The Auto PC, launched at the Consumer Electronics Show in Las Vegas this week, brings Microsoft's Windows CE operating system into a whole new territory.
At the show, Microsoft introduced two new variants of Windows CE platform: the Palm PC, which is smaller than a handheld PC and does not have a keyboard, and the Auto PC, which fits into the space normally occupied by the car stereo.
The Auto PC is operated by voice commands, and responds with a synthetic voice, allowing drivers to keep their eyes on the road. It also has a numeric keyboard (used for radio station presets) and a small 256x64 pixel screen.
The device can provide the driver with navigation instructions and can access email via a wireless link-up. It can exchange data with other Windows CE devices using an infrared connection. Additionally, an Auto PC will offer digital audio as well as AM/FM radio and a CD audio/CD-Rom player.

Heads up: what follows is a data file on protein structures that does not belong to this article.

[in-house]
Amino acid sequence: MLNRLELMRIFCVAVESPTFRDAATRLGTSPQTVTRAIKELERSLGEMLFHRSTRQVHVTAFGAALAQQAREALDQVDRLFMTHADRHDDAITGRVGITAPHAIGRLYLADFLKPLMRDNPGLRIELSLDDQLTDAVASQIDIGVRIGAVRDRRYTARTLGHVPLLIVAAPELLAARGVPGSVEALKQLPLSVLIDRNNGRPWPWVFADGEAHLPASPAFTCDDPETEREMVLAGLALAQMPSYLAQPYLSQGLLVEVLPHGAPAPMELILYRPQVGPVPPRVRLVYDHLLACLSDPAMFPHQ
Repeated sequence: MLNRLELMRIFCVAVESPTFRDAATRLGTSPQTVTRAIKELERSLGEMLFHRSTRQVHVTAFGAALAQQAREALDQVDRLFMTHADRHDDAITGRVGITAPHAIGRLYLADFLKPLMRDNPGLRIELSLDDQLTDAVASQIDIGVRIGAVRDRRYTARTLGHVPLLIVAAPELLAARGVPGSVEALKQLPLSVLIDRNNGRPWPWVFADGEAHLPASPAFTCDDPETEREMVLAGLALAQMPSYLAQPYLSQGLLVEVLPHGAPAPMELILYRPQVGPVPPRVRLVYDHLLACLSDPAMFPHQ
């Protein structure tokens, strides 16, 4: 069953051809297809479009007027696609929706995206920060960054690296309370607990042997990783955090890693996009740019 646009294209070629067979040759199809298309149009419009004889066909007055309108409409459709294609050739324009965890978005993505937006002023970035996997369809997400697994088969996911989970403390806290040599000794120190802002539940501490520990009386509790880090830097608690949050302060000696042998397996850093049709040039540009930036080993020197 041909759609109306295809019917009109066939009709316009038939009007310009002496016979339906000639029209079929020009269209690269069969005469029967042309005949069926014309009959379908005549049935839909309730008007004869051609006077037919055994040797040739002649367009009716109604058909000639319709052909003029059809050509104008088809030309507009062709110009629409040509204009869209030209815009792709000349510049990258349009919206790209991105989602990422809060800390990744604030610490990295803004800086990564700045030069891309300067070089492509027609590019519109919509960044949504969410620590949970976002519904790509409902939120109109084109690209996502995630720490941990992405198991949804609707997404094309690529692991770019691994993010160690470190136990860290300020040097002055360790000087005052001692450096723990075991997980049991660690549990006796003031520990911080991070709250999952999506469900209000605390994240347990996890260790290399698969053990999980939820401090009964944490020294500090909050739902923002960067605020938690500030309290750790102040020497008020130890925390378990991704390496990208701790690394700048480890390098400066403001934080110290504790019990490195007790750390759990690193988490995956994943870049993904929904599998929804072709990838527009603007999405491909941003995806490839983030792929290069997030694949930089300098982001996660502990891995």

The hardware specifications for the Auto PC include a 60Mips or higher processor running Windows CE 2.0, a minimum of 8Mbytes of Ram and 8Mbytes of Rom, an AM/FM tuner, a CD-Rom drive, a serial port and a Universal Serial Bus (USB) port. Options will include a GPS (global positioning system) receiver, a cellular phone docking cradle and a multi-CD changer.
Vendors working on Auto PC designs include Clarion, Daewoo and Samsung. Clarion is expected to be the first to market with an Auto PC, planned to go into mass production in June. The device will be based on a Hitachi SH3 processor. It will have a built-in 35Watt, four-channel amplifier, and an optional GPS system. The price for the base unit will be $1,299.
Auto PCs will be sold as add-ons to existing cars, but Microsoft said some cars will also be shipped with one preinstalled. Nissan, Volkswagen and Peugeot are planning cars with an Auto PC.
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